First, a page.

The land trust intends to make Rice’s Crossing accessible through roads. Some sections already are opened. More than 2 miles of trails wind through the preserve.
The land trust has built, or taken over the maintenance of, some 35 miles of trails since its inception.
It has a presence in western Nevada County, Yuba County and parts of Sierra County.
It’s the trails that keep bringing June Anderson back to the land trust.
Anderson, a land trust member off and on for the past eight years, enjoys the day trips offered by the group. The experience goes beyond a guided hike. It’s the history as well.
“Every piece of land has a story to tell,” Anderson said. “The land trust isn’t just preserving land. It’s preserving the history that goes with it. It’s more than just natural beauty.”
Anderson worked as an anthropologist with the California Academy of Sciences. She traveled the world, documenting different cultures.
After witnessing a variety of cultures in her career, Anderson chose the Sierra foothills as her home when she retired.
“I think it was the outdoors,” she said of her reason for locating here. “It really is idyllic up here.”
Marty Coleman-Hunt, the land trust’s executive director, feels the same. She moved to the area 12 years ago and has served as director for the past eight years.
“I fell in love with the community and the rural setting,” she said.
It’s a theme that flows through land trust members, past and present.
Andy Cassano, the land trust’s board president, is a land surveyor and planner. He’s seen firsthand people tell their government at public forums that they want open spaces preserved. In some cases they’ve been his clients.
The land trust is a great way to meet those goals while respecting property rights, Cassano said.
“I think we would continue in those directions, as far as I could see,” he said of the land trust’s future.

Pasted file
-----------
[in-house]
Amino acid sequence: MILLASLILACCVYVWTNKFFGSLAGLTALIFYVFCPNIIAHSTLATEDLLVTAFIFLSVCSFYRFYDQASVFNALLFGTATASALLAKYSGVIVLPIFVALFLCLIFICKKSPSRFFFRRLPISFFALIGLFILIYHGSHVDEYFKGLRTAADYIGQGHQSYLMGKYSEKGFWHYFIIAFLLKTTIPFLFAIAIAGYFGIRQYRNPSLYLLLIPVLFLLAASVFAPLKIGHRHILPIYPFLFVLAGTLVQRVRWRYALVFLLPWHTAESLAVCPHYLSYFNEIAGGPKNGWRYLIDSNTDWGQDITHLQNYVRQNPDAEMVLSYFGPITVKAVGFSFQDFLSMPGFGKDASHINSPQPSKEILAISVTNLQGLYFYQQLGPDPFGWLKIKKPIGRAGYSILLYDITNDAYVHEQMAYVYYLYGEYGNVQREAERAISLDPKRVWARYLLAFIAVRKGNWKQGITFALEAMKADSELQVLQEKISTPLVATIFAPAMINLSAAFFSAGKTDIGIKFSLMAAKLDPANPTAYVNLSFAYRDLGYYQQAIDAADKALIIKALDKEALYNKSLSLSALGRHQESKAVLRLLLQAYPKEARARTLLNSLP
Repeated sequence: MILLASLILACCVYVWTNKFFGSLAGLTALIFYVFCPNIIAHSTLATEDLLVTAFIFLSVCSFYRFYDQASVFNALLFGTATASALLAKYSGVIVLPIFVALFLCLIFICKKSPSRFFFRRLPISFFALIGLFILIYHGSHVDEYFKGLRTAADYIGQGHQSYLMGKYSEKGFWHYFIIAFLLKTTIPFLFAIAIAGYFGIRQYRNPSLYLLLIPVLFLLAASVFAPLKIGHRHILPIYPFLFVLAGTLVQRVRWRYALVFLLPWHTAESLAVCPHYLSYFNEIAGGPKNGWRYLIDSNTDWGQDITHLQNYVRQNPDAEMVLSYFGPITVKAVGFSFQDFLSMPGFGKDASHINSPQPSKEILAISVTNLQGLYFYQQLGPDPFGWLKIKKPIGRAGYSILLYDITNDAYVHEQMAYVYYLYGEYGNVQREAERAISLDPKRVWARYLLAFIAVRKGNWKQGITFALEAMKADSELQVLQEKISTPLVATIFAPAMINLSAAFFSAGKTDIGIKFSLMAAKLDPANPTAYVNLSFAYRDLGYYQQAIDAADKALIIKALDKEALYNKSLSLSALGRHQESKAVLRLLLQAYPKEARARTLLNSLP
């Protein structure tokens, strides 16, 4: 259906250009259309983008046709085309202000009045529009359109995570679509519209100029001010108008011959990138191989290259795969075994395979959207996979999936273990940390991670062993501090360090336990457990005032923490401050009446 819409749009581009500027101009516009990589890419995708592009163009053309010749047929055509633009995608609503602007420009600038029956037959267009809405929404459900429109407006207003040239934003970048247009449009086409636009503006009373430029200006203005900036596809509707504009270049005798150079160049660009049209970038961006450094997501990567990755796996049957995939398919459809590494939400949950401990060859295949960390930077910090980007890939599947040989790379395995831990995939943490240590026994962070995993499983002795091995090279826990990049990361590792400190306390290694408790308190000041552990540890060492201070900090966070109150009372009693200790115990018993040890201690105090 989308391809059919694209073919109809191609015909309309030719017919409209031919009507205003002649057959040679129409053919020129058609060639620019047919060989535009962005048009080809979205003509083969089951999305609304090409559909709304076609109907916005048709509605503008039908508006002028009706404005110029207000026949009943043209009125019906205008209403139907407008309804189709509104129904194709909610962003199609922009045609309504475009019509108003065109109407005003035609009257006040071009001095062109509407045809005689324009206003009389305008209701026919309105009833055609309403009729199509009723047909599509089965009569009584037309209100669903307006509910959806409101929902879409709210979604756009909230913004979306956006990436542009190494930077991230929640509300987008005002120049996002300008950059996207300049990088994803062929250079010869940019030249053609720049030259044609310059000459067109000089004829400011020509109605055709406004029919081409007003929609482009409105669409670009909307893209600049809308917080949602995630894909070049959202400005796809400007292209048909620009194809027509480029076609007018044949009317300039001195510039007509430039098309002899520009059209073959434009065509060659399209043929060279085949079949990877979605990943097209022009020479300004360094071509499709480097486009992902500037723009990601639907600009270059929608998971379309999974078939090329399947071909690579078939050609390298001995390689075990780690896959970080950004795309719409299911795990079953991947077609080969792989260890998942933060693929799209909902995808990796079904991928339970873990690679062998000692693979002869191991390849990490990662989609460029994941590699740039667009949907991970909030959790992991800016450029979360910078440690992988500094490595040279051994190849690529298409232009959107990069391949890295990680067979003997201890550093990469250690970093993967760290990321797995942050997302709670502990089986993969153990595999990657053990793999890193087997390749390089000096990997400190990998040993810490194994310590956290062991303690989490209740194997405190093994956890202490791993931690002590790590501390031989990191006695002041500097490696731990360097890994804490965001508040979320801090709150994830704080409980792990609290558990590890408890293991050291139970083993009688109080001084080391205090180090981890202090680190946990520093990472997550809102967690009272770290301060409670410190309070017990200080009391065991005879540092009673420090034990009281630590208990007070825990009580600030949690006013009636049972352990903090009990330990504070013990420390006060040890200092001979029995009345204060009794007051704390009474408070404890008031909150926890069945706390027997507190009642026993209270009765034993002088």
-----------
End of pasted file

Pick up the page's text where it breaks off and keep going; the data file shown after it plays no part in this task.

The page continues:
The land trust has spent its 25th anniversary year in self reflection, thinking about the founders’ intent and ensuring it’s fulfilling their goals.
Members have spoken to the community, asking what it wants from the land trust.
“People want us to continue doing what we’re doing,” Coleman-Hunt said. “Protecting the rural quality of this community is important. Also what we’re hearing is people love trails.”
Cassano feels the same. He wants the land trust to maintain its focus on the preservation of open spaces, building trails and children’s educational programs.
The land trust mainly operates on community funding.
It’s holding a fundraiser this month. For every dollar raised, an anonymous donor will match it, up to $50,000. The fundraiser ends Dec. 31. People can donate by phone at 530-272-5994, online at http://www.bylt.com or in person at the land trust’s 12183 Auburn Road office in Grass Valley.
Introductory memberships are $35. Those memberships, the property owned or protected by easement, the trails and guided treks — they’re all descendants of a 1990 gathering of people interested in the land.
Calling himself naive at the start, Wright said the land trust’s members grew their knowledge as the years passed. They realized it got a bigger impact by preserving parcels over 40 acres.
Over the years the land trust took on other tasks. It gained ownership of the North Star House and created a spin-off group — the North Star Historic Conservancy — to manage it.
It’s the North Star House, and the thousands of acres of preserved land, that Wright sees as the Bear Yuba Land Trust’s biggest accomplishments in its 25-year history.
“Seeing as there was nothing like it before,” Wright said. “It’s a really special thing for the community.”
To contact Staff Writer Alan Riquelmy, email email@example.com or call 530-477-4239.